Investors engage state-owned companies on Myanmar human rights issues

RI speaks to investors about their approach to engaging state-owned companies on human rights concerns

The increasing investor focus on companies operating in Myanmar is extending to state and majority-state owned companies, RI understands, amid signs that investors are increasingly starting to engage on human rights issues with state-owned companies, tackle the issue in their sovereign portfolios and ramp up policy advocacy.  

Last year’s military-led violent coup in Myanmar has been met with international outcry and triggered a raft of investor action, including engaging with companies operating in the country, as well as some divestments.   

RI has reported extensively on how investors are tackling the issue, for example across the technology, energy, telecoms, and manufacturing and trade sectors. 

It has also emerged that firms which are owned or majority-owned by a number of different states are being scrutinised for their activities in the country. 

A spokesperson for Dutch investment giant PGGM told RI it was engaging with Indian state-owned aerospace and defence electronics company Bharat Electronics about their Myanmar activities. The person said PGGM has “undertaken serious action to engage with Bharat Electronics about their activities in Myanmar”. 

Dutch pension fund PFZW, which runs its money through PGGM, and other Dutch pension giant ABP came under fire from NGO Justice for Myanmar in April last year for their holdings in companies with an alleged “direct or long-term relationship with the Myanmar military or military-controlled businesses”, including Bharat.  

The company has been dropped by some – Danish investor Nordea Asset Management decided to divest the company in relation to its Myanmar activities.  

The PGGM spokesperson said: “Right now, we will not discuss this case in public nor elaborate on possible next steps that could be taken.”

Bharat Electronics had not responded to RI’s request for comment at the time of publication.

Meanwhile, BMO Global Asset Management told RI it is in dialogue with the Thai state-owned oil and gas company, PTT PCL, as part of its independent engagement with nine firms regarding Myanmar. 

PTT PCL had not responded to RI’s request for comment at the time of publication. 

Looking to China, Kiran Aziz, Head of Responsible Investments at KLP Asset Management, explained to RI that the Norwegian investor was engaging with several Chinese firms, with varying links to the government, as part of its involvement in the €3trn investor engagement group on Myanmar, initiated by Norway’s Storebrand Asset Management, US-based Domini Impact Investments and advocacy group Heartland Initiative last June.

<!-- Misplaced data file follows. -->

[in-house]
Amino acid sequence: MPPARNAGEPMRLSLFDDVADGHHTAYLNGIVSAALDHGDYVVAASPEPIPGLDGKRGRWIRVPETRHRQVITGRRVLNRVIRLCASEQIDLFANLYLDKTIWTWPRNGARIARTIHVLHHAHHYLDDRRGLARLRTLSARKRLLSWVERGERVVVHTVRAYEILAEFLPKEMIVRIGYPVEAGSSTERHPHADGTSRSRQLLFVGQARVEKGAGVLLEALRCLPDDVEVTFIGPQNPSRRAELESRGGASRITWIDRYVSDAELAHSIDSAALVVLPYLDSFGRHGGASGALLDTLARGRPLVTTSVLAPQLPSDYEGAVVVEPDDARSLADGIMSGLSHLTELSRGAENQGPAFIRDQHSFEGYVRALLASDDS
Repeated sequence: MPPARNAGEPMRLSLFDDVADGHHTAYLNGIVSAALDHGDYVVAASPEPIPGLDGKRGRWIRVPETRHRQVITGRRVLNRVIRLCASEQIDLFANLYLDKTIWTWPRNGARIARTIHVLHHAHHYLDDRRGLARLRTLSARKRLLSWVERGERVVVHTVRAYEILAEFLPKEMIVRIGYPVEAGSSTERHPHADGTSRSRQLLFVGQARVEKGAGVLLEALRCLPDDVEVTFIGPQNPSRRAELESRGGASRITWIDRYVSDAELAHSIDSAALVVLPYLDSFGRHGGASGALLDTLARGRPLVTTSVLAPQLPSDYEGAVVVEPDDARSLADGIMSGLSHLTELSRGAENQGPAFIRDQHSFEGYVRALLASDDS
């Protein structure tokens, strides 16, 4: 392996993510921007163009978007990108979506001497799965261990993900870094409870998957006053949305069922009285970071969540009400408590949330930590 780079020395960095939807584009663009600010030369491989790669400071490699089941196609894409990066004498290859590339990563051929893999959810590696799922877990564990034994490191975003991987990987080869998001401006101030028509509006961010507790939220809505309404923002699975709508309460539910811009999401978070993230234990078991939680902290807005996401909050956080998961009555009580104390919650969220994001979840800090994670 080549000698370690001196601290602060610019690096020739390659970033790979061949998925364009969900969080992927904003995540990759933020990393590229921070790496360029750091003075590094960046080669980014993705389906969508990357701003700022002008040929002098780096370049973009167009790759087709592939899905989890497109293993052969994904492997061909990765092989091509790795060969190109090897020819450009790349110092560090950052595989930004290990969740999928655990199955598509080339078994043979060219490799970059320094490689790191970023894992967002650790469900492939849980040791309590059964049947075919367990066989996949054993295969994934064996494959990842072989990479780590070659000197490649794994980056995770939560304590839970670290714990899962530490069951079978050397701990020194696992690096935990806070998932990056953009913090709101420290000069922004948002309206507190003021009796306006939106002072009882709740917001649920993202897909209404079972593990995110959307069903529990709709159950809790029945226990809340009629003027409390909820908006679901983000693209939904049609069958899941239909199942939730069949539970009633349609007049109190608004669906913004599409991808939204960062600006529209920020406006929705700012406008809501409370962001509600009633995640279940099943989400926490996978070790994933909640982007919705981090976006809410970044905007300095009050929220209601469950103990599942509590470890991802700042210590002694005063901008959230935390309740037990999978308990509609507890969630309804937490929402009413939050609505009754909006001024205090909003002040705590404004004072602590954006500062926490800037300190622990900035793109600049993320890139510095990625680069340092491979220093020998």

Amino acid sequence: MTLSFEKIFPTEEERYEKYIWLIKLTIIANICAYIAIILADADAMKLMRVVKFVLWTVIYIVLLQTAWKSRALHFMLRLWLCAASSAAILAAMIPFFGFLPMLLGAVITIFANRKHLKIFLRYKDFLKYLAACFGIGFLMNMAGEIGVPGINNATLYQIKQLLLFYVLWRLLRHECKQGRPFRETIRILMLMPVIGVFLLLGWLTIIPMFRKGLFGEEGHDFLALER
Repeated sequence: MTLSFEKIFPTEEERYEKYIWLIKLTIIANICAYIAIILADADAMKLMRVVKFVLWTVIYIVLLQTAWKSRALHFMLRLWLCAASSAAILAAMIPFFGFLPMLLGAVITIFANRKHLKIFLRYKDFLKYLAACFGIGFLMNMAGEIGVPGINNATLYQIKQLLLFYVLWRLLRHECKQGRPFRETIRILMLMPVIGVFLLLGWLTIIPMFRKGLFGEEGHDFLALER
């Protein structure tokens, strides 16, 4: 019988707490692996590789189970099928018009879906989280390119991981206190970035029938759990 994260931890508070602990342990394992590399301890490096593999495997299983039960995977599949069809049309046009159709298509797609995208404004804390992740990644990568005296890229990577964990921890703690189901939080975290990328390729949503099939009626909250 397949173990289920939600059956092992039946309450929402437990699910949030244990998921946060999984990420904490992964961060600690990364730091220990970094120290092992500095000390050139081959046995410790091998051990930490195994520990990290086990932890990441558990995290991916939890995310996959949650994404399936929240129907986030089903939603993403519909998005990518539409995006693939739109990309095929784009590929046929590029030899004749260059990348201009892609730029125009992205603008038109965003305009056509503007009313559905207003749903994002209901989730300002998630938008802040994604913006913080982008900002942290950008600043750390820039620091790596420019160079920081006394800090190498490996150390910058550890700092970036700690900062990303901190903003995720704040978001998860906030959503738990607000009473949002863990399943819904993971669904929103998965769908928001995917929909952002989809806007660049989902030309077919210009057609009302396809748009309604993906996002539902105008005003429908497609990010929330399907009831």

The companies are state-owned aerospace and defense company, Aviation Industry Corporation of China (AVIC); majority state-owned engineering and production firm, China Communications Construction, and Sinotruk Hong Kong Ltd, which is a truck manufacturing company whose parent company is Chinese state-owned. 

AVIC could not be reached, and the other two companies had not responded to RI’s request for comment at the time of publication. 

Alongside Chinese firms, KLP AM is engaging with the Indian government-owned Oil and Natural Gas Corporation (ONGC). 

At the time of publication, ONGC had not responded to RI’s request for comment. 

As previously reported, telecoms giant Telenor – whose biggest shareholder is the Norwegian Government – is currently being engaged by KLP Asset Management, Storebrand, and DNB Asset Management.  

Earlier this month, RI explored how signs were emerging that investors may increasingly investigate their sovereign portfolios and ramp up policy advocacy.  

Speaking more broadly on the approach to engaging with state-owned entities, Nina Roth, Director, Responsible Investment at BMO Global Asset Management (EMEA), explained to RI that BMO GAM’s engagement approach to both state-owned and non-state owned businesses are similar.  

However, “when engaging with state-owned entities, corporate governance expectations and their implementation differ, especially when we think about independence, over-boarding or tenure times”, she said. 

“There is a high reliance on government guidance as sometimes the effect of engagement is evidently slower as issuers point back to government for changes,” she added. “One example is net zero emissions discussions and respective timelines. Our expectations for the timeline would be 2050 or ideally sooner, whereas some countries have set out a 2060 timeline and state-owned entities follow this timeline.” 

On the future of engaging state-owned firms and its sovereign portfolios regarding human rights, Roth added: “We are in the process of further structuring our sovereign engagement strategy across all themes. This includes human rights. The latter is corporate or sovereign issuer independent and is one of our focus areas for 2022.” 

Echoing Roth, Head of Responsible Investments, Eric Christian Pedersen said the Danish investor does not make an a priori difference between state owned enterprises and private companies when it comes to engagements.  “Having said that, we know that companies where a government has a controlling interest will typically be less sensitive to engagement than freely traded ones, and that can in some cases mean that the engagement strategy needs to be different. One example could be a state-owned utility needing to transition away from coal, where the financing would have to be arranged with the participation of the ministry in charge. In such a case we could – and we have – interacted with the relevant ministry directly, in order to make our views known.” 

Looking ahead, he also said he sees Nordea Asset Management engaging more state-owned firms and/or its sovereign portfolios regarding human rights in the future. “We will go where the ESG risks and opportunities lead us,” he added.